AJ Bredensteiner, Guy Loraine and Andy Walker produce artworks that envelop time and produce digital fractionations that when presented in large format installations, reveal minute details embracing the beauty of intense observation. Bredensteiner’s current work focuses on the computerized recreation of sketches drawn on paper. Evaluating the myth of ownership in today’s global culture, AJ creates fantasy landscapes that entice visual contemplation. Guy Loraine has captured a specific moment of the laborious process of collecting acorn shells and caps from an oak tree near his studio in Des Moines, Iowa. A small piece of an elaborate installation and performance artwork, the image drives home a loneliness of artistic process and perfecting practice of integrity and honesty in art making. The Liberty Bell piece also displays the quiet energy of a cracked bell of independence and the significant ring of progress in the shadow of doubt and citizenship on native grounds. Andy Walker, a lifelong Philadelphian, photographs tarnished buildings in city limits that have succumbed to economic shifts in the housing market. Hand-built structures weep in their abandoned state as government policies prevent individuals with finances and creative re-use strategies to purchase these homes. They remain dormant in their once-cherished beauty and they creep into memory as their card is called for demolition erasing the vibrant past of energy.
David Chatfield, Tae Gyun Yoon(Lucien) and Carrice Mckinstry compile life into compartments of analytic and mysterious human space. Chatfield discovers the never-ending task of updating resumes and the job application process to further ones opportunities in the workforce. These paintings overlay a multitude of pages in a transparent attempt to “pile on” experience to rise to the top of the applicant pool. Tae-Gyun Yoon embraces his Korean upbringing and the packaging of societal goods and “Western” needs in intricate drawings that resemble his installation work. Stacking of mass-produced packaging goods and containers, Lucien is interested in the re-purposing of items usually meant for one-time use. Carrice McKinstry hand toils in a laboratory style process that is far removed from any scientific method. Handcrafting object after object and letting shape and form develop through process rather than research based assimilation, Carrice sets up dramatic whimsical installations using light and space to dispel the act of creative calculation in art. Allowing for the freedom of interpretation and the viewer’s need to place each of her “specimens” into context, Carrice develops a sculptural vocabulary that welcomes debate.
Harry Hukkinen, Michele Kishita and Kris Strawser contemplate abstraction though their varying works. Harry Hukkinen, born in Finland and raised on the shores of New Jersey, creates opaque sculptural objects that become integral components to photographic works that investigate contrasting elements of linear form and organic surroundings. Experimenting with color, texture and shape, Michele Kishita’s use of gold and silver leaf borrows renaissance techniques while reinforcing the act of painting as a collaborative symphony of marks and movements. The installation work of Kris Strawser joins in the playful coordination of making by incorporating mass-produced objects (in this case, Slinky’s and Mylar Balloons) to coordinate an indoor mythical landscape. Interlacing with light and shadow, the installation reflects the viewer and the environment in fractal planes that creates a unique experience with time.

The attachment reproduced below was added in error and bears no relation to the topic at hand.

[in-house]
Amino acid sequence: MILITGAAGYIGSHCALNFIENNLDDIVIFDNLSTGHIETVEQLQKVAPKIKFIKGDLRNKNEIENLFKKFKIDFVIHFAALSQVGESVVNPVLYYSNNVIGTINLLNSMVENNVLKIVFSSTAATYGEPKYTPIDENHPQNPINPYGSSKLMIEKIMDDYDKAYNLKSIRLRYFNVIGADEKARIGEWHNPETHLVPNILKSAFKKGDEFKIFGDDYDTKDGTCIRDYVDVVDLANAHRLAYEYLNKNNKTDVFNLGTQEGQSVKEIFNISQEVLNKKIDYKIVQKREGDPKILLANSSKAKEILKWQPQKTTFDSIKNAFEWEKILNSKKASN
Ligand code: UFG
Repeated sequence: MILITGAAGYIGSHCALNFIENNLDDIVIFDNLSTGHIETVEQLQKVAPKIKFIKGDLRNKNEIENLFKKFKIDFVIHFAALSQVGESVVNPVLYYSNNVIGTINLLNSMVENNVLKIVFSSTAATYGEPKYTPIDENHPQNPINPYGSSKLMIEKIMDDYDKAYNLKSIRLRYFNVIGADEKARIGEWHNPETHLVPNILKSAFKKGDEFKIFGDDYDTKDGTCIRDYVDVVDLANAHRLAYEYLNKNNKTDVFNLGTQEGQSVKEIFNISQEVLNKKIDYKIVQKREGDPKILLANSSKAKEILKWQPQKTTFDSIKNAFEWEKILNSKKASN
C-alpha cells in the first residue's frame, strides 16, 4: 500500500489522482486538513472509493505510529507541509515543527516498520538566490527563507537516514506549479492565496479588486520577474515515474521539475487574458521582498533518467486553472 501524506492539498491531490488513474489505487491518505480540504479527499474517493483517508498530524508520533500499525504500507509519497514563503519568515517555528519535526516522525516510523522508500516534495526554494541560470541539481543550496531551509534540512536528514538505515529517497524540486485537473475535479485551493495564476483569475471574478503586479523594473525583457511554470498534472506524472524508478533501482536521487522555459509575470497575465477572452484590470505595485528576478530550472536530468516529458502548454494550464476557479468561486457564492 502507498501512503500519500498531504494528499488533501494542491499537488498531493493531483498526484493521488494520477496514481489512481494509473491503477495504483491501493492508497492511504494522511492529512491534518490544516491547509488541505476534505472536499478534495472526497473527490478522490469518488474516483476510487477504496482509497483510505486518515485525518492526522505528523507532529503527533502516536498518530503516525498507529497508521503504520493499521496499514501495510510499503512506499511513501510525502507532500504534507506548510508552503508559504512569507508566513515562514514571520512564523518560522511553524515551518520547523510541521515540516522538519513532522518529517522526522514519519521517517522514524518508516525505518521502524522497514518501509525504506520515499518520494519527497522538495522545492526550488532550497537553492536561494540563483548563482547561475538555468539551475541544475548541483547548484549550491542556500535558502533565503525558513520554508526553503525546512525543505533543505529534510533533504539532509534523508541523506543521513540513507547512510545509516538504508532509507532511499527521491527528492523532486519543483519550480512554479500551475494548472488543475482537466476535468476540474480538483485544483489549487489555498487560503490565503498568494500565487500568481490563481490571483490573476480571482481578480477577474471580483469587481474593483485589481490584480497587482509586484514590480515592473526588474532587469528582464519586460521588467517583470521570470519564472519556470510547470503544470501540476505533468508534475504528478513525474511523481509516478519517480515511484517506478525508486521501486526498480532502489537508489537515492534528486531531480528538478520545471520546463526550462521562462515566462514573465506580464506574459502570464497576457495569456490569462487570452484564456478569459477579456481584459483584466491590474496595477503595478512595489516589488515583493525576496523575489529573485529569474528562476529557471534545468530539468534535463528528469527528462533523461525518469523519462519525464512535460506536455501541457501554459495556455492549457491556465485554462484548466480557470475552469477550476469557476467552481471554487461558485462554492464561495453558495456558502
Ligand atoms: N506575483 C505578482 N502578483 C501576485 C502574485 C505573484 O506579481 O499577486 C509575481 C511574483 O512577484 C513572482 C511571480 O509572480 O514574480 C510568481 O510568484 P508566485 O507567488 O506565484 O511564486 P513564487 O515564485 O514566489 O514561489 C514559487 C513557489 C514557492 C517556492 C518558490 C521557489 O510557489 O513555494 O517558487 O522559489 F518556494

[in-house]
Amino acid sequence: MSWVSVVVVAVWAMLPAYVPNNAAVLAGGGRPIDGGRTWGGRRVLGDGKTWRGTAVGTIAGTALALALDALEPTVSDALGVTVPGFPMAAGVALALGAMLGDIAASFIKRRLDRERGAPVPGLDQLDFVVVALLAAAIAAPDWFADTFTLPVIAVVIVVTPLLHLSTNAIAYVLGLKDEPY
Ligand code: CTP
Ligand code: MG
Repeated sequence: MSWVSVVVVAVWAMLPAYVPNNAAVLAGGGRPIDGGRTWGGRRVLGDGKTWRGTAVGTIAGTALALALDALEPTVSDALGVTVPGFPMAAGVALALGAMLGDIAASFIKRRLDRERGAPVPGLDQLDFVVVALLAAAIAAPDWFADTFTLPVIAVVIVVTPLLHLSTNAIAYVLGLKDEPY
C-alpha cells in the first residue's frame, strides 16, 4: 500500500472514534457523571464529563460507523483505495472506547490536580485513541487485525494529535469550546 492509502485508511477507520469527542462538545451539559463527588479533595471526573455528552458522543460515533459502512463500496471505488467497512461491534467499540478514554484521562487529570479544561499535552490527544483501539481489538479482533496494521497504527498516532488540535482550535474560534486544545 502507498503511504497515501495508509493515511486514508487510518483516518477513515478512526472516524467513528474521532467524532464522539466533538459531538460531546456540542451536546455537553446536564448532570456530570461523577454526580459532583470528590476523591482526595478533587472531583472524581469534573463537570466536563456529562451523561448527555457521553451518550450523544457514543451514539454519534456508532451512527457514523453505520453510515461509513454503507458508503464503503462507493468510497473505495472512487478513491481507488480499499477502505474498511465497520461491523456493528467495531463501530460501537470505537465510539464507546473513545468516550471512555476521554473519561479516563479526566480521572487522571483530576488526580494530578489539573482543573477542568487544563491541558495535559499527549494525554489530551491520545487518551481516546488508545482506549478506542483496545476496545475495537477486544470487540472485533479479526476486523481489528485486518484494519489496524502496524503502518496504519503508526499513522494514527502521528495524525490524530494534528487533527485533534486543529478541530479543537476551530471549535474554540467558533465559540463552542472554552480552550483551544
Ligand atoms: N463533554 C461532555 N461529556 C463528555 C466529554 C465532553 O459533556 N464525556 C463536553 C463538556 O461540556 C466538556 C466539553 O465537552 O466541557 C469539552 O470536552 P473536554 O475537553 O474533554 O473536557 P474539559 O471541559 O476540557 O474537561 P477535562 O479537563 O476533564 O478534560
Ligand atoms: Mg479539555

All twelve of these varying artists share the commitment and dedicated passion of creative research and exploration. The University of the Arts graduate program in studio art does not have a distinct “look” or “style.” What it lacks in a singular vision, it gains in its melting pot existence. UArts is as diverse as the global world of creativity and its artists thrive in their varying perspectives. Still Melting presents a brief look into a visual art program that embraces diversity in visual art production and research based awareness of visual culture and historical structure. Allowing for cross-disciplinary studio practices, artists in the UArts MFA Program in Studio Art are encouraged to follow their instincts and be guided individually by leading creators in all fields of practice. The blurring of disciplines and formulaic processes lead to new discoveries that once were as flat as the Earth was thought to be. Philadelphia rings its cracked Liberty Bell to signify Independence through difficult times. The determination of these twelve individuals each sound off in varying tones of creative impulse while together their ideas speak loudly to exemplify the still melting pot of artistic diversity.
2011 UARTs MFA Students selected to participate in the Emirates Fine Arts Society Exhibition at the Sharjah Art Museum, UAE:
Tae Gyun Yoon